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Theater Review: "A Gay Marriage"

J. Marcus Newman, Patricia Elmore Costa, Tom Andrew. back: Sherri Allen, Michael Lundy.

Did the U.S. legalize same-sex marriage so gays could be as miserable in marriage as straights?

That’s one of the questions under consideration in Ronnie Larsen’s “A Gay Marriage,” in its world premiere through July 31 at Diversionary Theatre.

Based on Larsen’s own experience after his husband received his green card last year and was able to finally join him in the United States, “A Gay Marriage” examines the joys and annoyances of married life through the eyes of Brian (Michael Lundy) and Jack (Tom Andrew), who have shared their lives for about a decade.

A simple incident about losing $20 at a casino is magnified in Jack’s mind until it pushes him into a near-homicidal rage, setting up the rest of the plot.

If you can swallow this questionable premise (I’m not a guy, so maybe it makes sense to some of you), what follows will inspire giggles and rueful nods of recognition from the married and those who have (or have had) a longstanding relationship.

It wasn’t really the $20, but Jack is beginning to really feel constrained by the fact that marriage means that there is another person who has to be considered on just about every decision you make.

“Sometimes I don’t wanta do “together.” I just want to do what I want to do,” he reasons.

He’s also terrified by the strength of his emotional response to the incident in question. So he talks to his sister Karen (Sherri Allen), telling her “I think I’m insane.”

“I think you’re married,” she says.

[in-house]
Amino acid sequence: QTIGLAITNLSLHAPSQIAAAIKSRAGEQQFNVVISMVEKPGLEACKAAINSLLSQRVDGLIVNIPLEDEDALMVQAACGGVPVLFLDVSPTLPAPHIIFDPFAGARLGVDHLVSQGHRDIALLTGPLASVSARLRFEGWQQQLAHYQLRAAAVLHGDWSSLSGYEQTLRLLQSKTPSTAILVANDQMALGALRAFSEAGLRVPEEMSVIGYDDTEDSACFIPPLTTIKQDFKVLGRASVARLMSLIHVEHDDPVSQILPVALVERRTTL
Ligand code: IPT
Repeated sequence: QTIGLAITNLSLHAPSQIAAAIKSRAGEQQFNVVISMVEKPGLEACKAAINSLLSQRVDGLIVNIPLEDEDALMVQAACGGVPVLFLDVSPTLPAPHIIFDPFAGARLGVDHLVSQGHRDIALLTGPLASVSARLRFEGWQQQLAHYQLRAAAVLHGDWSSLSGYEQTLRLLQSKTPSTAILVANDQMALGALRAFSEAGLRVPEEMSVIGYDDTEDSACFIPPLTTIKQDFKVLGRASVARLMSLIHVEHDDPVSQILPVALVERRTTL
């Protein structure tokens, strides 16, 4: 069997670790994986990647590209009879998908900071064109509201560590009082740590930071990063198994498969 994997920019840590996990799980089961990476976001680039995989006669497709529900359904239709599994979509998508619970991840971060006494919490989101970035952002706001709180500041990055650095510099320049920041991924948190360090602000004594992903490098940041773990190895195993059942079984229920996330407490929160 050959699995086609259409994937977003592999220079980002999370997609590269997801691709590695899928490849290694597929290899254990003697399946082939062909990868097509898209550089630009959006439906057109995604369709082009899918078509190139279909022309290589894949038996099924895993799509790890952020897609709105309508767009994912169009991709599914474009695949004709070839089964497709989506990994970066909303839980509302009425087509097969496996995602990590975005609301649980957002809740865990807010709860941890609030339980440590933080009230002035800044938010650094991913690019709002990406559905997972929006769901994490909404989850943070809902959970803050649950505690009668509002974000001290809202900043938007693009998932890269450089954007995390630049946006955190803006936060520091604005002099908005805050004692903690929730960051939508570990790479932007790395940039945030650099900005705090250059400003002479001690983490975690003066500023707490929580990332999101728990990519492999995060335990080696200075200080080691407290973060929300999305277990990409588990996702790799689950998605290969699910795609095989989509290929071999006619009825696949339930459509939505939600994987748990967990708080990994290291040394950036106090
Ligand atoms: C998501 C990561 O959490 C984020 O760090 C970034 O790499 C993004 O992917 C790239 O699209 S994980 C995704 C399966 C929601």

He might be both, because he writes Brian a “Dear John” letter saying he’s leaving him “because I love you so much and I don’t want to hurt you.”

Is this nuts or what? Will that decision stand? Is this one of those ups and downs of marriage or is it really over?

Big sister Karen tells Jack he’s making a big mistake. And Brian’s parents Morty (J. Marcus Newman) and Eileen (Patricia Elmore Costa) weigh in as well. After all, Morty says, “The Supreme Court gave you gay marriage. It did not give you gay divorce.”

Larsen has a good feel for recognizable and engaging characters, and this shorthand version of what happens when the honeymoon is over will amuse and sound familiar to many, though the script strays off the topic reservation more than seems necessary.

Lundy and Andrew are convincing, with good chemistry that may or may not be able to overcome their fairly opposite personalities.

Allen makes the most of Karen’s no-nonsense big-sister approach and the Newman/Costa duo give an amusing, even charming interpretation of two long-marrieds you probably have known.

The details

“A Gay Marriage” plays through July 31, 2016 at Diversionary Theatre, 4545 Park Boulevard.

Wednesday at 8 pm, Friday at 7 pm; Sunday at 7 pm

Tickets: (619) 220-0097 or www.diversionary.org